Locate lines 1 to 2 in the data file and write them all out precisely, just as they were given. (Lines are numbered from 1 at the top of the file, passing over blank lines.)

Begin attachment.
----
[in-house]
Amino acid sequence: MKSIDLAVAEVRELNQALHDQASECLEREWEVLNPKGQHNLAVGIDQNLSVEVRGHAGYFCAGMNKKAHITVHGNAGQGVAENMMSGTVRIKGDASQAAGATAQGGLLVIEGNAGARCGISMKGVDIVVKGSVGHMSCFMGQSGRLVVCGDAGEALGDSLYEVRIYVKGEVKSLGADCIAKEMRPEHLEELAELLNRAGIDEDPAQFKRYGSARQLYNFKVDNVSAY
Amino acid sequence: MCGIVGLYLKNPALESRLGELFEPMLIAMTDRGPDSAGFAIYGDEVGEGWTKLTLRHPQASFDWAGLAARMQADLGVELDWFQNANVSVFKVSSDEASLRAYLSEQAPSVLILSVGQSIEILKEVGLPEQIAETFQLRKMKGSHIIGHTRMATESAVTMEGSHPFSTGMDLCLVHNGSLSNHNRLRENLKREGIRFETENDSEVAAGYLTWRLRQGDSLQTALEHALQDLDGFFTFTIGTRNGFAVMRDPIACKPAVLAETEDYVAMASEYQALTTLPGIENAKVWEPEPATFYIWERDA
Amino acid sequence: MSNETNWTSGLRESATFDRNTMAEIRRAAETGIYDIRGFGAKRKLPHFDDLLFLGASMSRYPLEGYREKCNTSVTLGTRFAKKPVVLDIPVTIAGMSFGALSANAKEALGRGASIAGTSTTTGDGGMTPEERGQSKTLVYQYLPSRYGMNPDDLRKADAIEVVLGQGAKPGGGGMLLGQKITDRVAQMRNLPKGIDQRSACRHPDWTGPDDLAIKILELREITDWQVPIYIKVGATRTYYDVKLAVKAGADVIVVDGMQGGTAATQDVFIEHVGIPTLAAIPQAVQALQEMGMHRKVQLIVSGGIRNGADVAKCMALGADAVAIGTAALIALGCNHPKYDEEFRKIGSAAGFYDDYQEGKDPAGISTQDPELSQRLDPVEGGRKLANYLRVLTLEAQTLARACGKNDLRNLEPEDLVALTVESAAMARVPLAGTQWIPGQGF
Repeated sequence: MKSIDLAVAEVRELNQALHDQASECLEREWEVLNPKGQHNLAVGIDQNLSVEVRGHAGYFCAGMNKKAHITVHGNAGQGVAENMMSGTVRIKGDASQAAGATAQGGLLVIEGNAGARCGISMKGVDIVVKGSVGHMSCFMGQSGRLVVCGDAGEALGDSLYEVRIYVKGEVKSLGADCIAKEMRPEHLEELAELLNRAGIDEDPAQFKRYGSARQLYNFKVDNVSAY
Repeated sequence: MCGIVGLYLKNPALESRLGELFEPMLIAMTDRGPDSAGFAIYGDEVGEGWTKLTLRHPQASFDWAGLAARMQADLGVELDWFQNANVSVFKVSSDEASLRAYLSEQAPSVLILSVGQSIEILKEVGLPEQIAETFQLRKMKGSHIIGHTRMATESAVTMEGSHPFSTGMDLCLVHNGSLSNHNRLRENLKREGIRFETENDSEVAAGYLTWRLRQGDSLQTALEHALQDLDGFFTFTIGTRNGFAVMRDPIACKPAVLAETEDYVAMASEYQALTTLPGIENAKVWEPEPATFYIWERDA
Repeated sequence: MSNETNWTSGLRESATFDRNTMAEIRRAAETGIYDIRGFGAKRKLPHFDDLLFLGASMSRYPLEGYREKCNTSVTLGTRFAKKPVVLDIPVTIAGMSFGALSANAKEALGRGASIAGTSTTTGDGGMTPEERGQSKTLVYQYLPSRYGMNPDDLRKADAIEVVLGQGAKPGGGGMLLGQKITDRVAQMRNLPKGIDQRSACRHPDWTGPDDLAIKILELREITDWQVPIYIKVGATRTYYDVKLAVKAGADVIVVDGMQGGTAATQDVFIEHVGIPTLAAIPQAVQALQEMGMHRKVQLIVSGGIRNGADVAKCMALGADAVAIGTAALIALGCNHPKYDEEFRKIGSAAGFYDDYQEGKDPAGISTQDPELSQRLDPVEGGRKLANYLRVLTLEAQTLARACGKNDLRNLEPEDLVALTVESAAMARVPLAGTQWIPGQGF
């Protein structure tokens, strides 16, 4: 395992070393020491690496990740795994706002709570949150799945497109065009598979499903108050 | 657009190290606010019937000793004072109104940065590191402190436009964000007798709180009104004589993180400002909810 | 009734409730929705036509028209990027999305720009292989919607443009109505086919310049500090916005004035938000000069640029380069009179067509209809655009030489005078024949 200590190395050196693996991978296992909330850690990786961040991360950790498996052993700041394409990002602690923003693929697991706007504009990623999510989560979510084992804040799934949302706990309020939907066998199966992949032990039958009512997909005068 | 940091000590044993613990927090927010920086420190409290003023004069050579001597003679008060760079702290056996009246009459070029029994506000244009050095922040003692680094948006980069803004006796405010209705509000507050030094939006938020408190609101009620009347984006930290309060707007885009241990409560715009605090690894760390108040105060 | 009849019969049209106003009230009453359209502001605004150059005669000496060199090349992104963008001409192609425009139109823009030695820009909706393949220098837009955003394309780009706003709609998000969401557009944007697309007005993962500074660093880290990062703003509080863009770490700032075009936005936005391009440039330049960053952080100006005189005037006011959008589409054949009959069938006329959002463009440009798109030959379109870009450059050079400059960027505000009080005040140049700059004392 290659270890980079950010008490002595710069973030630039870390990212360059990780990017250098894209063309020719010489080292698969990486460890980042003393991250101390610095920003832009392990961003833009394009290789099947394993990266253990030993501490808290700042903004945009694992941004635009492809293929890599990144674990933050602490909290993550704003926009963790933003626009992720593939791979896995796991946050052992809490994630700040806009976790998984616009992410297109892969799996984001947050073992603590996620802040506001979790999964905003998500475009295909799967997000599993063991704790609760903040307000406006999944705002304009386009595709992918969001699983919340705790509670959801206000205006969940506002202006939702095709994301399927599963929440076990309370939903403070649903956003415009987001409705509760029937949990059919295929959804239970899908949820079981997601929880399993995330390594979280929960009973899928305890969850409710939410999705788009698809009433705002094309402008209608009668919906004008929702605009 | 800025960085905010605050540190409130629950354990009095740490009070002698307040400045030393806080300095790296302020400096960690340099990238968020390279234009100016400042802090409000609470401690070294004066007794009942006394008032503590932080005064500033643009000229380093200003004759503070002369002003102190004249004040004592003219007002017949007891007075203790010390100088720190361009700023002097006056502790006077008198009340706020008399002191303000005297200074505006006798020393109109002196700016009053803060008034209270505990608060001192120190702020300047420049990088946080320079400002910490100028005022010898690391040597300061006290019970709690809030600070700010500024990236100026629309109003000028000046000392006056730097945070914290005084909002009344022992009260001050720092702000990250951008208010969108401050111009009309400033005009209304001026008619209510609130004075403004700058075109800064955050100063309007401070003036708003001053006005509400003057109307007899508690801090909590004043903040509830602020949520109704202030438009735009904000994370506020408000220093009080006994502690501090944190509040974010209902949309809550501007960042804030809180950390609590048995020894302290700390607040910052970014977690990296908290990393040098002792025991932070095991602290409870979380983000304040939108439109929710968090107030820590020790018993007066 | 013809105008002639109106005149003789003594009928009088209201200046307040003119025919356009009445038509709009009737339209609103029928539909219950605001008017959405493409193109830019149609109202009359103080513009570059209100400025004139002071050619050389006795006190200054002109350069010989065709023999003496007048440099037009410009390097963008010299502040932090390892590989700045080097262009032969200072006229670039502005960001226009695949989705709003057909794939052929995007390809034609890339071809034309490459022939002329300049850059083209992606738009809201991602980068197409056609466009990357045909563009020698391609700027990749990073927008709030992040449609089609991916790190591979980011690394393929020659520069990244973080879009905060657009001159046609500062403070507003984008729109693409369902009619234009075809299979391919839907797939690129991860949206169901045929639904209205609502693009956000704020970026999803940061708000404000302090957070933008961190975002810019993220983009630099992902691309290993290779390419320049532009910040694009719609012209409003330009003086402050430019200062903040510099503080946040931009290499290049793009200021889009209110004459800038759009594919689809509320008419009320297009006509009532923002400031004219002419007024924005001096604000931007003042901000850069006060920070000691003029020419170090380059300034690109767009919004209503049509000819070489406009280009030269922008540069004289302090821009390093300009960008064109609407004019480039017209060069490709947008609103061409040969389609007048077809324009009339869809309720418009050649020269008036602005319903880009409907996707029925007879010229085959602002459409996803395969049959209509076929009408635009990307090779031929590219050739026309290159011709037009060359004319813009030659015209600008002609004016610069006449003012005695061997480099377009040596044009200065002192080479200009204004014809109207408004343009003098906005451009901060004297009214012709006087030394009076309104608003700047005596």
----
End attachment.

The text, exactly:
[in-house]
Amino acid sequence: MKSIDLAVAEVRELNQALHDQASECLEREWEVLNPKGQHNLAVGIDQNLSVEVRGHAGYFCAGMNKKAHITVHGNAGQGVAENMMSGTVRIKGDASQAAGATAQGGLLVIEGNAGARCGISMKGVDIVVKGSVGHMSCFMGQSGRLVVCGDAGEALGDSLYEVRIYVKGEVKSLGADCIAKEMRPEHLEELAELLNRAGIDEDPAQFKRYGSARQLYNFKVDNVSAY